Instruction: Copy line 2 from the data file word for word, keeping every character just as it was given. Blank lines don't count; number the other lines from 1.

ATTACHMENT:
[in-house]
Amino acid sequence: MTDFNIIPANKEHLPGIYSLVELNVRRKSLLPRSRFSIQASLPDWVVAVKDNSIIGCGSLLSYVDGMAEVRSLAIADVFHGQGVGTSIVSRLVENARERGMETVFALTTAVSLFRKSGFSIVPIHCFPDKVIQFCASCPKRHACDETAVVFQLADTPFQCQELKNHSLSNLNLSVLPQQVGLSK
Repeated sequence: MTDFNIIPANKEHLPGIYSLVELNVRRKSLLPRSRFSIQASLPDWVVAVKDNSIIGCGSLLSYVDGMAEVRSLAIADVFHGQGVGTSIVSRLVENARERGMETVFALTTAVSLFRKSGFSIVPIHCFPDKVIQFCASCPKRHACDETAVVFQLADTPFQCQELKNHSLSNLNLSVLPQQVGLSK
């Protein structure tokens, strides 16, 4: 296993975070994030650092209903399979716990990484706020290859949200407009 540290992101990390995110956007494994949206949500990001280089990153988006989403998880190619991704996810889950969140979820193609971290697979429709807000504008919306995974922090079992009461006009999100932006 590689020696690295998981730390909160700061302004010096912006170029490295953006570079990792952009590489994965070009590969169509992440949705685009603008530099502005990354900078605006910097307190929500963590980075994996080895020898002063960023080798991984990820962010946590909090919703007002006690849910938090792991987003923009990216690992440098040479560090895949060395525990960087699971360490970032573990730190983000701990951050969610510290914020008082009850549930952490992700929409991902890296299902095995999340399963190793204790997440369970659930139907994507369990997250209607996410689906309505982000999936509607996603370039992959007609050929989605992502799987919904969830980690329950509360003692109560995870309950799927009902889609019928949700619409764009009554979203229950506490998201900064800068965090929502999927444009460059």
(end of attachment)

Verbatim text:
Amino acid sequence: MTDFNIIPANKEHLPGIYSLVELNVRRKSLLPRSRFSIQASLPDWVVAVKDNSIIGCGSLLSYVDGMAEVRSLAIADVFHGQGVGTSIVSRLVENARERGMETVFALTTAVSLFRKSGFSIVPIHCFPDKVIQFCASCPKRHACDETAVVFQLADTPFQCQELKNHSLSNLNLSVLPQQVGLSK